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Dealing with a relationship break down

Dealing with a divorce or a break-up can be an incredibly difficult, stressful, and emotional experience in one's life. Often a break-up can bring on a range of different and conflicting emotions including feelings of grief, sadness, denial, disbelief, anger, fear, and confusion. It is normal to feel these things after a break-up and it can take time to start feeling like yourself again. Although, it may feel as though you may never feel happy again it is important to remember that with some support and time you will pull through. Some things to remember during this period are:

  • 1.It takes time

It can be extremely difficult to acknowledge and come to terms with the break-up. Accept the fact that some days might be better than others might, but it will get better over time. The important thing is to not to fight those feelings but to acknowledge that you are grieving and feeling those emotions. Avoiding or fighting against those emotions can prolong the process. As difficult as it can be, recognising and acknowledging your emotions can help to decrease the intensity and frequency of those feelings over time.

  • 2.Prioritise taking care of yourself

It is normal during the break-up period to feel unmotivated and find that your sleep and appetite is negatively affected. Be kind to yourself and look after yourself by eating a healthy diet, engaging in regular exercise, getting some good sleep, and focusing on doing the things that you enjoy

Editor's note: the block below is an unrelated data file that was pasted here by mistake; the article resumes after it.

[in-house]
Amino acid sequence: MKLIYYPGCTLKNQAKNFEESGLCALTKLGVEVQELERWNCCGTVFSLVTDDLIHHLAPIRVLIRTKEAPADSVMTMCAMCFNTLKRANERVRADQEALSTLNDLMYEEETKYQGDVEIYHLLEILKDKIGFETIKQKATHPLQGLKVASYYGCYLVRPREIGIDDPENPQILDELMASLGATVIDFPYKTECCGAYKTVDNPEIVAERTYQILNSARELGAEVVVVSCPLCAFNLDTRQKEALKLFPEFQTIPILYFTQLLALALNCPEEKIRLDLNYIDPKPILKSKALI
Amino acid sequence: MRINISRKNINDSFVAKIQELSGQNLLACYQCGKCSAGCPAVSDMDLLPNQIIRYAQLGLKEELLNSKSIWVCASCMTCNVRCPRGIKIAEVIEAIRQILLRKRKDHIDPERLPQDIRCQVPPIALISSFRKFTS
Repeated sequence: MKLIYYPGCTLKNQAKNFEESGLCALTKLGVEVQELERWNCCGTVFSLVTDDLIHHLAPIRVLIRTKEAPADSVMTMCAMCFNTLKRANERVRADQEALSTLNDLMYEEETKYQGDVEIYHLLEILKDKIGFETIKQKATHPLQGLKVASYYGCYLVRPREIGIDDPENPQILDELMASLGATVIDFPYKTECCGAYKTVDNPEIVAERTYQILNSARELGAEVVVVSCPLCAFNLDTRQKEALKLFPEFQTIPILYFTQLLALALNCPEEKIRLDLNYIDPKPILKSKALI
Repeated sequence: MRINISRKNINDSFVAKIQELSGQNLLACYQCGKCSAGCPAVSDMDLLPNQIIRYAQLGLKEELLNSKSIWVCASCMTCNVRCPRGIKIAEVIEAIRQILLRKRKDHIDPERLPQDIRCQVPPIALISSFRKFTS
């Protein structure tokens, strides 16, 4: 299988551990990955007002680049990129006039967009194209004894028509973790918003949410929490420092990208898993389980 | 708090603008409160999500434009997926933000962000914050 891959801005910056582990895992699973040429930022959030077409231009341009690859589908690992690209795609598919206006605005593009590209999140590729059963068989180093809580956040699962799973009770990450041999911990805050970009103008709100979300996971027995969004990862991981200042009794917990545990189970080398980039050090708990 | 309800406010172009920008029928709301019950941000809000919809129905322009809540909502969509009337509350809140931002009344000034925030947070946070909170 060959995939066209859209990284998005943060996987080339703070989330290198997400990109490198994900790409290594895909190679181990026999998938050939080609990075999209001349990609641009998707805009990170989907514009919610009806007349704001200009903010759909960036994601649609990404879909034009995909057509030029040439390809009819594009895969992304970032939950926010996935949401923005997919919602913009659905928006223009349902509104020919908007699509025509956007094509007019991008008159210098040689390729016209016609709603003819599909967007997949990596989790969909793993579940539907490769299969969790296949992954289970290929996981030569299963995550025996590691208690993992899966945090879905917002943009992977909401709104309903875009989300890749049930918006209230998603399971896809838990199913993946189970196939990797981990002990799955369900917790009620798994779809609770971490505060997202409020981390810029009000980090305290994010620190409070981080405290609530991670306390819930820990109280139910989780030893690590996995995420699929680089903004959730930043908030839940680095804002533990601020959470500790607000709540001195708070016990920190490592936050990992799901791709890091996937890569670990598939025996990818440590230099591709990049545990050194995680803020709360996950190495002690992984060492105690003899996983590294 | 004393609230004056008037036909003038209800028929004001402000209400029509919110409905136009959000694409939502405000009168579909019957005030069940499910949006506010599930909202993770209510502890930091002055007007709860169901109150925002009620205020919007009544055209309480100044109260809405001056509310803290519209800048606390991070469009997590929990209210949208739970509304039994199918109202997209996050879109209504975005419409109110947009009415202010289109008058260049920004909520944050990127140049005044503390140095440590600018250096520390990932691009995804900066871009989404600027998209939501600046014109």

• 3.Talk to someone

Dealing with a break-up is hard, let alone having to deal with it on your own. Take the time to reach out to one or a few support people that you trust such as your family, friends, or a counsellor. It is important to have someone you can talk to and express your feelings, and feel supported

  • 4.Express yourself

Often during a break-up, it is common to feel overwhelmed by a range of emotions. During this period, it can be helpful to release some of those built-up feelings by expressing yourself in whichever way feels comfortable. For instance, it can be helpful listening to some music you enjoy, painting, writing, exercising or meeting up with your family and friends

  • 5.Don't take it personally

After a break-up, it is normal to blame yourself for the cause of the relationship breakdown. Although this is a common, it can turn into an endless and vicious cycle of self-blame which can become extremely harmful. Often it can be helpful to view the relationship breakdown as the result of incompatibilities or needs not being met. Sometimes people are just not compatible and often are unable to fulfil each other's needs.

  • 6.Reach out

The recovery process after a break-up can take some time however if you are finding that every day you are continuing to struggle and feeling the same intense emotions, it might be worth considering seeking some professional help such as a counsellor or a therapist.

  • 7.Remember

Relationship breakdowns are often a painful experience but it's important to remember that with time and a strong supportive network, it does get better and there is a light at the end of that tunnel

(Image by Sharon McCutcheon from Unsplash) 

Practicing Self Compassion

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We would like to Acknowledge that the land we provide a service on today is the traditional lands for the Kaurna people and that we respect their spiritual relationship with their Country. We also acknowledge the Kaurna people as the traditional custodians of the Adelaide region and that their cultural and heritage beliefs are still as important to the living Kaurna people today.        

 

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